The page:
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Is Howard University Racist? December 21, 2006

Posted by C.A.R.D in admissions, African Americans, African-American, American Indian, Black, Blacks, Card, Citizens Against Racism and Discrimination, Discriminate, Discrimination, Mexican-American, Racism, Racist, White, Whites.

A college graduate that is applying to law school has sent us some interesting information from the law school applications that they are filling out. We are going to in the following days look more at the possibly racist nature of these law school applications, however, today we would like to share just a few of the facts about Howard University School of Law. To begin with Howard University’s student body is made up of according to U.S. News & World Report:

4 % White

3.8% Asian-American

6.9% International Students

0.7% American Indian

0.0% Mexican-American

2.7% Other Hisp-American

2.2% Unknown

79.8% African-American

Now the irony is that the District of Columbia, where the school is located is made up of according to quickfacts.census.gov:

37.4% White

3.0% Asian-American

0.3% American Indian

8.5% Hispanic / Latino

57.7% African-American

Also this is in contrast to the national averages of:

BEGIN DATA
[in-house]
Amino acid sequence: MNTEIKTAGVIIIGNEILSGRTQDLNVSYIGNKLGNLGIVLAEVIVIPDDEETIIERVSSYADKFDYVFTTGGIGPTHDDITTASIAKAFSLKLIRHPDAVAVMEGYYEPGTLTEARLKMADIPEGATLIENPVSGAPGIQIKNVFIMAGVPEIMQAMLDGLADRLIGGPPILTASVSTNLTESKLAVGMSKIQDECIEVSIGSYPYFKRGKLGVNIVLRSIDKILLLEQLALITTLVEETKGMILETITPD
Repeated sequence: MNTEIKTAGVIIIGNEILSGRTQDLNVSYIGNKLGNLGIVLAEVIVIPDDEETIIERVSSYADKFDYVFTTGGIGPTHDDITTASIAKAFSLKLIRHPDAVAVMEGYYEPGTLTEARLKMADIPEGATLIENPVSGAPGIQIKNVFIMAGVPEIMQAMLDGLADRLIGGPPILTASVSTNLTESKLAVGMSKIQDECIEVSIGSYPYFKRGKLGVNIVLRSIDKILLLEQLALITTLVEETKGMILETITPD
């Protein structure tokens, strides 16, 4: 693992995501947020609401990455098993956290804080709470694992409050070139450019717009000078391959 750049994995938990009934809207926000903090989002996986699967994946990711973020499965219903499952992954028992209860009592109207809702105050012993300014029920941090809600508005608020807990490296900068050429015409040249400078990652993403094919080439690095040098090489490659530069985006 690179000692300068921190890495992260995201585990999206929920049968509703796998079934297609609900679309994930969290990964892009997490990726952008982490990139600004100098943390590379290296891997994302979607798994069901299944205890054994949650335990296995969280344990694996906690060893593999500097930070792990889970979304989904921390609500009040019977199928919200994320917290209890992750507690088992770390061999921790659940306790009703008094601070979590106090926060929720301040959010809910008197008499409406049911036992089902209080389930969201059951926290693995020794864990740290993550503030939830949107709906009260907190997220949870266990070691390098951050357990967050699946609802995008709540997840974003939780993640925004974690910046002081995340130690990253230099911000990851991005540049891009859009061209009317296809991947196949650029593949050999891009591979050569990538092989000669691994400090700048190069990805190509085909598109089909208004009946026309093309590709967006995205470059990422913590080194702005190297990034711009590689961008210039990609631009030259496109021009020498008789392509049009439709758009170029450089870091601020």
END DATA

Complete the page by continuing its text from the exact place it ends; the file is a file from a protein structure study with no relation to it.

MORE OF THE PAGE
67.4% White (Non-Hispanic)

4.2% Asian-American

1 % American Indian

14.1% Hispanic / Latino

12.8% African-American

So it can be seen that based on this data on national averages all racial groups are underrepresented at Howard University except for the African-American group.

Which goes against what Howard University’s admission application states that they are committed to helping minorities. Now it could be argued that this discrepancy is based on academic merit and not racial bias, yet, Howard University is a Tier 3 law school according to U.S. News & World Report. This means that it is not in the top 100 law schools that make up the first and second tiers, but it is also not in the worst classified law schools in Tier 4. So the question remains, how is it that other law schools in Tier 3 do not follow these same unequal statistics. Perhaps the answer to this question can be answered from the following statements from Howard University’s application: [Click on picture of the application below for full-size view]


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